Homeowners think about many potential risks. There's the risk of fire, wind, water, vandalism, and many other types of damage. But what about problems with your heating oil tank?
Depending on where you live and what kind of heating oil tank your home uses, this can be a major issue. The problem becomes especially pronounced if the heating oil tank is located near (or inside) your home, and if it doesn't get maintained as frequently as it should. In addition to causing major issues for your home, a leaking heating oil tank can also cause some dramatic pollution problems for the spaces around your home.
Because of this, it's essential to understand what to do if you suffer a heating oil tank leak, and know how to address the issue when it takes place. Here's what you need to know:
Understanding Heating Oil Tank Leaks
Heating oil tanks are durable, but they're not indestructible. Today, about 6 million homes throughout the United States use heating oil to power their homes, although many are moving from heating oil toward natural gas. Today, most heating oil tank sizes are between 275-1,000 gallons, with the most common sizes being 275 gallons, 290 gallons, 500 gallons, and 1,000 gallons.
These oil tanks can be placed inside or outside the home and may sit above ground or be buried beneath the ground, with fuel lines running toward the furnace. A leak in an above-ground storage tank is obvious in many ways. Because the tank is exposed and highly visible, a leak manifests first as a smell. Heating oil has a very pungent smell and is very obvious when it's exposed to the air.
Above-ground heating oil tanks may also manifest with visual leaks. If you see a leak in your oil tank, it's essential to inspect the rest of the tank for additional damage or weak points.
If you have an outdoor, buried oil tank, leaks can be harder to detect. In addition to the fact that steel reacts chemically with the soil surrounding it, exposure to the elements over years and years can cause small holes to develop. In some cases, outdoor heating oil tanks can leak for years without anyone noticing, especially if the leak is small or not caused by an obvious impact or damaged segment. While you may notice your fuel bill rising a bit, the issue doesn't commonly become intensely noticeable until the oil tank develops a large leak.
What to do if an Oil Tank is Leaking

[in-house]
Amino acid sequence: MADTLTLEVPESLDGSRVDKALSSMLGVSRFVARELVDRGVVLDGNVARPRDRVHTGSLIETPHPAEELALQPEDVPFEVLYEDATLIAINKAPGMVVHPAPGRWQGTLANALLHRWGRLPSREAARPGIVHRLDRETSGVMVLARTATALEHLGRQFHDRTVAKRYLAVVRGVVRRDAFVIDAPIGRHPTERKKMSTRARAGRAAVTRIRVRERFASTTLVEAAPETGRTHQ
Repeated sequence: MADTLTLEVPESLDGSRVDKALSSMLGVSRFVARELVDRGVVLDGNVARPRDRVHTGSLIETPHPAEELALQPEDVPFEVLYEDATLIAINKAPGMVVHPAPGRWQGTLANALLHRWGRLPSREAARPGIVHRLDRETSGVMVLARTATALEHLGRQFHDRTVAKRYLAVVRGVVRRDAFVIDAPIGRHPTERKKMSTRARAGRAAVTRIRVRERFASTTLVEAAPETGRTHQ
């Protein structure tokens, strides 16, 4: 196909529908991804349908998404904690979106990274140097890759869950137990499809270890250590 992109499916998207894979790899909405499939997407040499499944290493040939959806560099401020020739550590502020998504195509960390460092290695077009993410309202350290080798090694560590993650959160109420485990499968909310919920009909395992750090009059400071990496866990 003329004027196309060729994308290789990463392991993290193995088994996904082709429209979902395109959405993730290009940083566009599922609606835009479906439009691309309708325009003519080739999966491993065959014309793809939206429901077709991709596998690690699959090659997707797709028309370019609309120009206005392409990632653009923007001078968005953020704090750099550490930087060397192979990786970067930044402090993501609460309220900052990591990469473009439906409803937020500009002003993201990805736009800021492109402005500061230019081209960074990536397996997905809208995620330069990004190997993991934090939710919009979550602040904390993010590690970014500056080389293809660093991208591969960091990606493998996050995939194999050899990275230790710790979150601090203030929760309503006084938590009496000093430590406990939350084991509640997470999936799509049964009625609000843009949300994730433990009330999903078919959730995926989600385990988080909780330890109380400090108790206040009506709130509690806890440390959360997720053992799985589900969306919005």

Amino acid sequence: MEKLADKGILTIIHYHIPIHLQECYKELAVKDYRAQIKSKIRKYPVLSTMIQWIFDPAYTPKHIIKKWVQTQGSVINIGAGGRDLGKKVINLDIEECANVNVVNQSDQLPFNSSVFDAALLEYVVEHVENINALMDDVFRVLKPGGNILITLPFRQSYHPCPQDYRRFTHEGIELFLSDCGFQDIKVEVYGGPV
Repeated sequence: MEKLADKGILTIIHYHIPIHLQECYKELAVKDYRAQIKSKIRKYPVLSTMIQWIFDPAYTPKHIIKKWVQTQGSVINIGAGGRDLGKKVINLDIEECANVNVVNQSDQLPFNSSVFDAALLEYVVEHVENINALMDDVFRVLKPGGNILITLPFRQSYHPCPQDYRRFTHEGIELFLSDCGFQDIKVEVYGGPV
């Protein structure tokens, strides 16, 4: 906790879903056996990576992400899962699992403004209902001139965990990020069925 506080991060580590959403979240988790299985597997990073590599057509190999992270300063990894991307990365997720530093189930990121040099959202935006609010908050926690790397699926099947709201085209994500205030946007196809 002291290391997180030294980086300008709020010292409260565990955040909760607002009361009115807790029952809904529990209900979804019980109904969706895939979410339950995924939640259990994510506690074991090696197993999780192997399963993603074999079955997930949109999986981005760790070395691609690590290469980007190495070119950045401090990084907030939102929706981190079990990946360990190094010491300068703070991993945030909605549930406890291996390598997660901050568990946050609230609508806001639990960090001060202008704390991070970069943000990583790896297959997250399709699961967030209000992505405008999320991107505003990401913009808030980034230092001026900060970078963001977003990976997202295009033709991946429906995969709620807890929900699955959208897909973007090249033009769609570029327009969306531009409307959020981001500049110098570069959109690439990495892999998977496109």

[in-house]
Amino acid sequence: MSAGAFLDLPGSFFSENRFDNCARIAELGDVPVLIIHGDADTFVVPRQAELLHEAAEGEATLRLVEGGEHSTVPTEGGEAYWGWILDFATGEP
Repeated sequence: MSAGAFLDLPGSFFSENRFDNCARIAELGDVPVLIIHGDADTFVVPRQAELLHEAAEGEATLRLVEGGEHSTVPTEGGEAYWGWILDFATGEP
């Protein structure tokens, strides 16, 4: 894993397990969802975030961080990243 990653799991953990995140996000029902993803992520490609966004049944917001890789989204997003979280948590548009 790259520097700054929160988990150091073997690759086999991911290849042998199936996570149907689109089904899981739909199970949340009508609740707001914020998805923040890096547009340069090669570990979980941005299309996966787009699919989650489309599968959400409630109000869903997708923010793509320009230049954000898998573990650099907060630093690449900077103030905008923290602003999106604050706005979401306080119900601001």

If your indoor or outdoor oil tank is leaking, you need to take immediate action. How you do that, though, depends on whether your tank is an indoor or outdoor tank. Here are a few things to know:
Dealing With an Indoor Oil Tank Leak
Again, indoor oil tank leaks are pretty easy to spot. First, you'll smell an oil leak and see it on the floor beneath the tank. The crack or puncture may be easy to see, and you may see oil dripping or seeping out of the tank. You may also detect a leak if the neighbor's well or water supply comes up pungent or contaminated. Some homeowners also notice an oil tank leak when they begin construction and find that the soil they unearth has a pungent smell.
If you find that your indoor oil tank is leaking, the first thing to do is to notify your local fire department. Since heating oil is combustible, contacting local authorities to deal with it is essential. You'll also want to ventilate the area, especially int he case of an indoor heating oil tank leak. Once you've taken these steps, contact an oil cleanup expert and call your insurance company. Your homeowner's policy may contain a provision to protect you from possible oil spills in your home.
Dealing With Outdoor Oil Tank Leaks
Outdoor leaks are actually significantly more dangerous than indoor leaks. Because the leaks can be much larger and pose a threat to the environment surrounding the tank, they can cost as much as $15,000 to fix, depending on various factors. One of these factors is how quickly you detect the leak. If your oil tank is buried, one of the best ways to detect a leak is to take a soil sample.
An environmental expert will be able to help you do this. It's the most reliable way to determine if your oil tank is leaking, and is an excellent way to stop and resolve the leak as quickly as possible. If you find that the tank is leaking, you'll need to contact a contractor who works with heating oil tanks and can remove yours.
You'll also want to notify the authorities and have them come help you determine the severity of the oil leak. You should also contact your insurance company and file a claim to recuperate any damages you incurred during the oil leak.
Heating Oil Leaks: Serious Situations for Your Home
If you find that you have a heating oil leak in your underground or above-ground tank, dealing with it appropriately is essential. These tips can help you do that effectively, and ensure that you're keeping your family and household safe.